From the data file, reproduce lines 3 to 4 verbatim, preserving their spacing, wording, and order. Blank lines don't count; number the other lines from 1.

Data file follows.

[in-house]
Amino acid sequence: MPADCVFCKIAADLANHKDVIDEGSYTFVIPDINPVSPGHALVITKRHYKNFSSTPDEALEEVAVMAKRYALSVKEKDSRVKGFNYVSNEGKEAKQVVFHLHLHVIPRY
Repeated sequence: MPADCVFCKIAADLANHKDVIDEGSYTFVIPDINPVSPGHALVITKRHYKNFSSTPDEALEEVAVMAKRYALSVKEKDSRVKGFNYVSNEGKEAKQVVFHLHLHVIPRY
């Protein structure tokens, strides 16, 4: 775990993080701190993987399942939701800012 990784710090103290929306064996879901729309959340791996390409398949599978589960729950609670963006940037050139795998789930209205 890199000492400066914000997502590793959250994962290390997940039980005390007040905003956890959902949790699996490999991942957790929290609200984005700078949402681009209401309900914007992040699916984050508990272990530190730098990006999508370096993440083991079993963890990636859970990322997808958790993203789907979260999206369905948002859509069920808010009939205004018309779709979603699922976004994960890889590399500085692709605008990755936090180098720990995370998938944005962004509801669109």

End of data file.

Repeated sequence: MPADCVFCKIAADLANHKDVIDEGSYTFVIPDINPVSPGHALVITKRHYKNFSSTPDEALEEVAVMAKRYALSVKEKDSRVKGFNYVSNEGKEAKQVVFHLHLHVIPRY
């Protein structure tokens, strides 16, 4: 775990993080701190993987399942939701800012 990784710090103290929306064996879901729309959340791996390409398949599978589960729950609670963006940037050139795998789930209205 890199000492400066914000997502590793959250994962290390997940039980005390007040905003956890959902949790699996490999991942957790929290609200984005700078949402681009209401309900914007992040699916984050508990272990530190730098990006999508370096993440083991079993963890990636859970990322997808958790993203789907979260999206369905948002859509069920808010009939205004018309779709979603699922976004994960890889590399500085692709605008990755936090180098720990995370998938944005962004509801669109």